Bats are sadly misunderstood as pop culture depicted them as vicious blood-sucking creatures of the night. While most of what you heard of bats are usually myths stemmed from ancestral fears, the benefits the little creatures may bring are often overlooked.
The idea that bats engage in blood-sucking activities holds some water but only to some extent. It is highly unlikely that you will ever meet a vampire bat. Bat experts explained that of 1,200 known species only three species of bat actually drink blood.
But these bats usually live in South and Central America. So, although during your unlikely trip to Mexico you may encounter a vampire bat, chances for it to suck your vital force out are highly unlikely. Bats are too small (about two ounces) to drink enough blood to do any harm.
But when people hear about vampire bats their imagination kicks in and they fail to understand how small the bats really are. Researchers that study bats said that larger specimens enjoy consuming fruit, leaves, flowers but they do not like eating people.
Andrea Dugall, bat keeper at Oakland Zoo, in California, recalls that he once tried to give a bat an insect and the tiny animal looked at him like he was crazy.
Another reason of concern related to bats is linked to rabies. Bats are known as the number 1 rabies spreaders. Yet, only 3 to 5 percent of tested specimens tested positive for the disease. Nevertheless, experts recommend going to a doctor immediately if a bat bit or scratched you.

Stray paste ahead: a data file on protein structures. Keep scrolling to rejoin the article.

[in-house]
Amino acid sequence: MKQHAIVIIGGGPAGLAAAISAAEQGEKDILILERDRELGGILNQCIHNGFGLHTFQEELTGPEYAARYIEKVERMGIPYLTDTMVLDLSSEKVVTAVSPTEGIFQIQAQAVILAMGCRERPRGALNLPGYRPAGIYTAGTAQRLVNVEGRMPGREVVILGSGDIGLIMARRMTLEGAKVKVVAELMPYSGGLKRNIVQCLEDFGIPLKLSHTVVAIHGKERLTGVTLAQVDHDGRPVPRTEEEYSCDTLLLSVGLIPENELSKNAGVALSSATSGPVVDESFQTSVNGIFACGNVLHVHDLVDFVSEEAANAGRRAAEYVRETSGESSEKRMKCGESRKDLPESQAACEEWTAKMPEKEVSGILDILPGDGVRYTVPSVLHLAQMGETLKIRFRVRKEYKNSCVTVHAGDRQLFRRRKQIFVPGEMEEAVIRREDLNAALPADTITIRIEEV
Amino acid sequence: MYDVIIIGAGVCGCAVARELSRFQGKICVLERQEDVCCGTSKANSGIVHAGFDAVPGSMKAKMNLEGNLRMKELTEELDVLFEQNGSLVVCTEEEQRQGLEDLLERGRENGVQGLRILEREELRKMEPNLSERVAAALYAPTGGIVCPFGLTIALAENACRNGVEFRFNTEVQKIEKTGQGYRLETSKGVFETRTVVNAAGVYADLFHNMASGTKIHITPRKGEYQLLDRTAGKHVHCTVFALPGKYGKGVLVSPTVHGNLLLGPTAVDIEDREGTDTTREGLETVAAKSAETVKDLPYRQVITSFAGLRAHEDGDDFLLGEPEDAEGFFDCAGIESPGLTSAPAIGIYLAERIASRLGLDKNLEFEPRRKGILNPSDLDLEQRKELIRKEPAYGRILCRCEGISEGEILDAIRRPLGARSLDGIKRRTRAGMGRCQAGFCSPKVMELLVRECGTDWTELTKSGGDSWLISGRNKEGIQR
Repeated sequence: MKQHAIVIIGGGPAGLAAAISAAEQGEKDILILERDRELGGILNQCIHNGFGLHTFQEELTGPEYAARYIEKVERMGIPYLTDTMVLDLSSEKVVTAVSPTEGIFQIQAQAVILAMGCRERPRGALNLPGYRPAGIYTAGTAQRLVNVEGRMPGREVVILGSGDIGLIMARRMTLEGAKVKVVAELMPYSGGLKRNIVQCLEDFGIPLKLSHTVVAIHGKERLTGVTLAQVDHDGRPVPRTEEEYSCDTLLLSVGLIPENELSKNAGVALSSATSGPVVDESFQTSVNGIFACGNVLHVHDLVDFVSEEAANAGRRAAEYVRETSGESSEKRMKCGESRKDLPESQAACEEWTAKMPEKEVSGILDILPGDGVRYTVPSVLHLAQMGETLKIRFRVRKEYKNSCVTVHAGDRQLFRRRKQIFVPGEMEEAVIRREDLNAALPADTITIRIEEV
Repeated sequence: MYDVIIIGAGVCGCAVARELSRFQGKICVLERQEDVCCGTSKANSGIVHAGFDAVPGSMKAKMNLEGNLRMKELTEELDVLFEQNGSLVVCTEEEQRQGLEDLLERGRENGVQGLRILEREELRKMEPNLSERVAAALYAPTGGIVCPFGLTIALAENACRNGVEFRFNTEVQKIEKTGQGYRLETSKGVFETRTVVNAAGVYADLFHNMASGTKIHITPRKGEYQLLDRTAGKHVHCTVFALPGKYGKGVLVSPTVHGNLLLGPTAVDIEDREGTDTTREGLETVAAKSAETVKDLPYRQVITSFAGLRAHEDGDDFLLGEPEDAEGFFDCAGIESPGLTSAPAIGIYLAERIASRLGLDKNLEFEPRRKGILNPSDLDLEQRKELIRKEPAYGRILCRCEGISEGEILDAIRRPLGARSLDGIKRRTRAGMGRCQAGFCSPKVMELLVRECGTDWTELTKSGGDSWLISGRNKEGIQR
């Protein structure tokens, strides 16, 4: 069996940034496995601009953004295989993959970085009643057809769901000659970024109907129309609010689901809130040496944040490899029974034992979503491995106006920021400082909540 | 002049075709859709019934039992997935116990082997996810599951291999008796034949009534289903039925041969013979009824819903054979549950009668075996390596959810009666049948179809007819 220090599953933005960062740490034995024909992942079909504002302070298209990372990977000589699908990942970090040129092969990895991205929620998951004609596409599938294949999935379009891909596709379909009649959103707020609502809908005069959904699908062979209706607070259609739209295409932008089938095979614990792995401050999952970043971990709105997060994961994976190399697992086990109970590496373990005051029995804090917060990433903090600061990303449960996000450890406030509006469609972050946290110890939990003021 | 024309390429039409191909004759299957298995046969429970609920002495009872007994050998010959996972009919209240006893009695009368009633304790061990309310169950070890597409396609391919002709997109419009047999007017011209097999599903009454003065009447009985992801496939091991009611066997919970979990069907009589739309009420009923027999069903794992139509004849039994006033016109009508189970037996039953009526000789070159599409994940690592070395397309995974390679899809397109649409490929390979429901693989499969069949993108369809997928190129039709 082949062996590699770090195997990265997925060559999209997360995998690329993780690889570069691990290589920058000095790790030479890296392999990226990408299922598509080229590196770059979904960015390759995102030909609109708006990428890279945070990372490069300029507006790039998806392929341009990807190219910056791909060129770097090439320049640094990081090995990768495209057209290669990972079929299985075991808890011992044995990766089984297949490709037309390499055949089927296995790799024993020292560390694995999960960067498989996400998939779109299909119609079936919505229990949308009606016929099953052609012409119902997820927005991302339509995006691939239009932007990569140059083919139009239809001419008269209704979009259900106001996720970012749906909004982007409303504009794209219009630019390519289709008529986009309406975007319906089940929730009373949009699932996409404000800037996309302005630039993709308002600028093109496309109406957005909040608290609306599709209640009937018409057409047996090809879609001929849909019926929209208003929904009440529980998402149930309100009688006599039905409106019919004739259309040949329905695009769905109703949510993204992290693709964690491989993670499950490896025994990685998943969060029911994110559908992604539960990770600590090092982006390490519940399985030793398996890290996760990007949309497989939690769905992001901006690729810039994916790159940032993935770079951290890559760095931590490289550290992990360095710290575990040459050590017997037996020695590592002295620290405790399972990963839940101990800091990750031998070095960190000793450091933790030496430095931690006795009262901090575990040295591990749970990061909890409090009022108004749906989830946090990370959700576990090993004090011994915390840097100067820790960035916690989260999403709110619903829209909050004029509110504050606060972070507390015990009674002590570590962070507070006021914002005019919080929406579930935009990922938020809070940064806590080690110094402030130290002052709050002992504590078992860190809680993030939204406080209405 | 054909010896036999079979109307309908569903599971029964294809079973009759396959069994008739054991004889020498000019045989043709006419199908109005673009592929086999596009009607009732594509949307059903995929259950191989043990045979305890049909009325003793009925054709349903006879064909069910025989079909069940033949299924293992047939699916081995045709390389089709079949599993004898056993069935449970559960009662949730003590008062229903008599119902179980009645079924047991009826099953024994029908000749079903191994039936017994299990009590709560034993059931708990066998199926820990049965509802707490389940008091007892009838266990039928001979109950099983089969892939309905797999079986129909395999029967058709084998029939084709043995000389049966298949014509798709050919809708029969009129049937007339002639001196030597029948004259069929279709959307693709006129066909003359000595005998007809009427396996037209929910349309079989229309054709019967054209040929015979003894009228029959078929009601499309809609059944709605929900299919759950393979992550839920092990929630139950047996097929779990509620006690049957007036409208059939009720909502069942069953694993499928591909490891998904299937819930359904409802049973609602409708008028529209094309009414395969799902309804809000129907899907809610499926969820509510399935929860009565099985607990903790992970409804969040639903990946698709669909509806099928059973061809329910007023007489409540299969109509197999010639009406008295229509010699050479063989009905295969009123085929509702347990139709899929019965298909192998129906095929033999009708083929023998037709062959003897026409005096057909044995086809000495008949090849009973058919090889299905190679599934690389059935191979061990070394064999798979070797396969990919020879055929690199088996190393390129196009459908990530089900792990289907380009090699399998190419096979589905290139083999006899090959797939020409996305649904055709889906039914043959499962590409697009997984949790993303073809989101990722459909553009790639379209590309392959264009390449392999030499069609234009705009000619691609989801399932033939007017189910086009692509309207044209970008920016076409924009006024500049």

Another reason why bats seem so scary and gives people shivers when taking a long night walk in bat populated areas is their reputation of creatures that like to get tangled up in our hair.
Bat experts explained that this is a fear inherited from the Victorian era or even earlier than that. Back then, stylish women used to wear their hair in huge buns. But the buns were supported by a network of nets. And because people at that time feared that taking a shower may get them sick and kill them, they showered very rarely. As a result the buns were appealing to small bugs, and small bugs were a treat for bats. But in the process bats were caught in the hair nets, and thus the nightmare began.
Yet, despite the bad reputation, bats are incredibly useful. For instance, they do a great job when killing crop bugs. They literally eat tons of bugs including pesky mosquitoes. Additionally, in Mexico, Tequila makers know best that if there aren’t any bats to pollinate agave plants there are no margaritas.
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